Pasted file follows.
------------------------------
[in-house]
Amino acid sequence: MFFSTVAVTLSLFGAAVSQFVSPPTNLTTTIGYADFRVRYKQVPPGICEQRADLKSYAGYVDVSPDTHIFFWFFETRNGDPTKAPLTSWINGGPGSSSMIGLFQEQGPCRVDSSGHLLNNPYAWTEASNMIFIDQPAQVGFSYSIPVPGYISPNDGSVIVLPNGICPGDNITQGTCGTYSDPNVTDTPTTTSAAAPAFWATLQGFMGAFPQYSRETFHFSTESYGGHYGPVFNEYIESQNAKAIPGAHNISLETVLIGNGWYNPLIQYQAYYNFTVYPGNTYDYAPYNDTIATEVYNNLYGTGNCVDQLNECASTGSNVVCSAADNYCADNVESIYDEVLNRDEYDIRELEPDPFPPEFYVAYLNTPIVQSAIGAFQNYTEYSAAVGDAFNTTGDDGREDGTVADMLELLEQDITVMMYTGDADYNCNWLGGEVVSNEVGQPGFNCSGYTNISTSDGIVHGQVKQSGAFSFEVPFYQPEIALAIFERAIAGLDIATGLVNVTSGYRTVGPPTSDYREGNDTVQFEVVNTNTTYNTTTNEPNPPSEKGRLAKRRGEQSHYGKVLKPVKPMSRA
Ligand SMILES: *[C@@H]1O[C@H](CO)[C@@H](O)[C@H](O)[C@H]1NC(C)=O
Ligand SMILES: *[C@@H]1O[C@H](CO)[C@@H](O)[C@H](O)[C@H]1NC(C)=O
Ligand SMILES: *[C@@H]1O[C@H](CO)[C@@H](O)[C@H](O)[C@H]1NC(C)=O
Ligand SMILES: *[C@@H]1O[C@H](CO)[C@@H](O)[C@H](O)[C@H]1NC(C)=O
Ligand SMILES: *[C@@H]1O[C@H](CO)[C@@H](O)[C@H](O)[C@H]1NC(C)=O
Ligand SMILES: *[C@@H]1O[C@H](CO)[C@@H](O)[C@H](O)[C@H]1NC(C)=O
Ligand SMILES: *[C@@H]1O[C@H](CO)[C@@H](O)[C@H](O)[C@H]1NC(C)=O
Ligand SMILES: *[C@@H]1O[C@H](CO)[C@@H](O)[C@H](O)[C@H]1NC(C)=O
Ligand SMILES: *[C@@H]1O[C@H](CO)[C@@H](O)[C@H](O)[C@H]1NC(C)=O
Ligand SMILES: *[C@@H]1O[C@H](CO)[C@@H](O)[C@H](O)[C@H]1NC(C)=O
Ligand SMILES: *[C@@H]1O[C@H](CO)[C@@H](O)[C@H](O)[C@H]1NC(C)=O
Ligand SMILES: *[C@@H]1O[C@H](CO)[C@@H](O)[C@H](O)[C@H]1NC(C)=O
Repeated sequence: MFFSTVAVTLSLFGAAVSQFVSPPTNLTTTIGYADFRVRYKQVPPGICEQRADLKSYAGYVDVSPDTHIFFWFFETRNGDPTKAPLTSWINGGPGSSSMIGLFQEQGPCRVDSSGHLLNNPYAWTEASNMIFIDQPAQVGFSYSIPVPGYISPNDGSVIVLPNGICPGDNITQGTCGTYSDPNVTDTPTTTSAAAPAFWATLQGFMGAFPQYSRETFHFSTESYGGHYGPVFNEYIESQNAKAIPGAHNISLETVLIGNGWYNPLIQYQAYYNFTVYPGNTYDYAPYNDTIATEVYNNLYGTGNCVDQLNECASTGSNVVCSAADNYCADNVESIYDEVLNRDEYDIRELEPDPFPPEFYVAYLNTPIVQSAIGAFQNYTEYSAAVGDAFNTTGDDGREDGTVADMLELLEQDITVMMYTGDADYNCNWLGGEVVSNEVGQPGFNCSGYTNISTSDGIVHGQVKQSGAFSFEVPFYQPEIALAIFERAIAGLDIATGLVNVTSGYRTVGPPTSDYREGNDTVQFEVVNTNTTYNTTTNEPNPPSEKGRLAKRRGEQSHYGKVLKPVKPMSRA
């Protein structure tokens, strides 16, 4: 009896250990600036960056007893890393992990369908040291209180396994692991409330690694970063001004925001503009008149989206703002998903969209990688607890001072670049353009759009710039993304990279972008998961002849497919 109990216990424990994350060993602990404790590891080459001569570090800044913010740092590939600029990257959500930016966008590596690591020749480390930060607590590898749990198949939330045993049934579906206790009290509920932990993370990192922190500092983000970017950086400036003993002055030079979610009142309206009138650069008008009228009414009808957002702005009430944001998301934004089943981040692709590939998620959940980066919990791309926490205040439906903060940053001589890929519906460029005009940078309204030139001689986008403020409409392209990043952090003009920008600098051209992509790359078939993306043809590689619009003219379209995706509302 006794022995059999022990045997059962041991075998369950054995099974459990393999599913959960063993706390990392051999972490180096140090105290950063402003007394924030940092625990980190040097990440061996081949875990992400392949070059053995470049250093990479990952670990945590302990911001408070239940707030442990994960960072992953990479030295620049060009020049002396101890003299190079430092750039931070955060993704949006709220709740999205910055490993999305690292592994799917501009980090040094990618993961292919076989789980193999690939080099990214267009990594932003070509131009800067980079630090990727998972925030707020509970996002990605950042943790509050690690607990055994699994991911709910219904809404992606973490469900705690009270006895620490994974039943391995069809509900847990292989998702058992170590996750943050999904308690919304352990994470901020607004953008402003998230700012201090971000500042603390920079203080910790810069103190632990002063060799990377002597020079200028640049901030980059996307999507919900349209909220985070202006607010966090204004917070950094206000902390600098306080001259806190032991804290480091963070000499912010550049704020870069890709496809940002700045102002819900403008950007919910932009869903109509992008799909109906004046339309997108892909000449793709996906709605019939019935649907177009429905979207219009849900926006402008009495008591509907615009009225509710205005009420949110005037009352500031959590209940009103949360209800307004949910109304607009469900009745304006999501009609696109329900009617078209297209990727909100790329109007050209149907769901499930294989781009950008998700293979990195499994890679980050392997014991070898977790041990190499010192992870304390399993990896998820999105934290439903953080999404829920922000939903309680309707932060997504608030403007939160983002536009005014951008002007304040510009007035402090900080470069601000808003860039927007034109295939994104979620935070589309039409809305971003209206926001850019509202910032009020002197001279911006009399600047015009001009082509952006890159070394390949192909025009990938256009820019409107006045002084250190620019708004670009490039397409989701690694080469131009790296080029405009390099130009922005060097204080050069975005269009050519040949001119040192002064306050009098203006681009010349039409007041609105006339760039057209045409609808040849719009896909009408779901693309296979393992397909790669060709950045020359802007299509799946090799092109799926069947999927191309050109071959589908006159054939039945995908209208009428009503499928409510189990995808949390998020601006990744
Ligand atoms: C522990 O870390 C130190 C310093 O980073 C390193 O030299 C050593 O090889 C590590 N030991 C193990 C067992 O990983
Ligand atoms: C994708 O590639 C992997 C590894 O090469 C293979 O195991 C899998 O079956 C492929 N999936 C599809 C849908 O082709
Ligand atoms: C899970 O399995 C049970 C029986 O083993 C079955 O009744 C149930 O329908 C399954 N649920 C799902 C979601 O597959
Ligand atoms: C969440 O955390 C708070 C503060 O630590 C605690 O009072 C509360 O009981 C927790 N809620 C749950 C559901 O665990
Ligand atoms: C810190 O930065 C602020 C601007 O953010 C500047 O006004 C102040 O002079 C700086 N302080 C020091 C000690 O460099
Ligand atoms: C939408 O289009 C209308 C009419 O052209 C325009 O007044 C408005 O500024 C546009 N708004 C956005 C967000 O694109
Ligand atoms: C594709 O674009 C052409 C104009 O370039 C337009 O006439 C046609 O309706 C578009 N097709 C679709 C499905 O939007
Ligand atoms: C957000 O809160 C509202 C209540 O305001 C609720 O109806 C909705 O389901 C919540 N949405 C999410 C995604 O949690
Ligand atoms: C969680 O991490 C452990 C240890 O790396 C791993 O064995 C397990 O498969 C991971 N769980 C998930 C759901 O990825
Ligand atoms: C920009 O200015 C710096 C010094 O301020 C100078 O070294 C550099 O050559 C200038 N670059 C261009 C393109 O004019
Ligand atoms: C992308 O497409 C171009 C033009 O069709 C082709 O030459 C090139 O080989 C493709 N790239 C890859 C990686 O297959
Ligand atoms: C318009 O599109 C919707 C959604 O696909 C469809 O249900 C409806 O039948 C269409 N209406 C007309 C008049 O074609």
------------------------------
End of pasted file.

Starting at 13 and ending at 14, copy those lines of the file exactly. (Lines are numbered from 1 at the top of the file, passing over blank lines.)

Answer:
Ligand SMILES: *[C@@H]1O[C@H](CO)[C@@H](O)[C@H](O)[C@H]1NC(C)=O
Ligand SMILES: *[C@@H]1O[C@H](CO)[C@@H](O)[C@H](O)[C@H]1NC(C)=O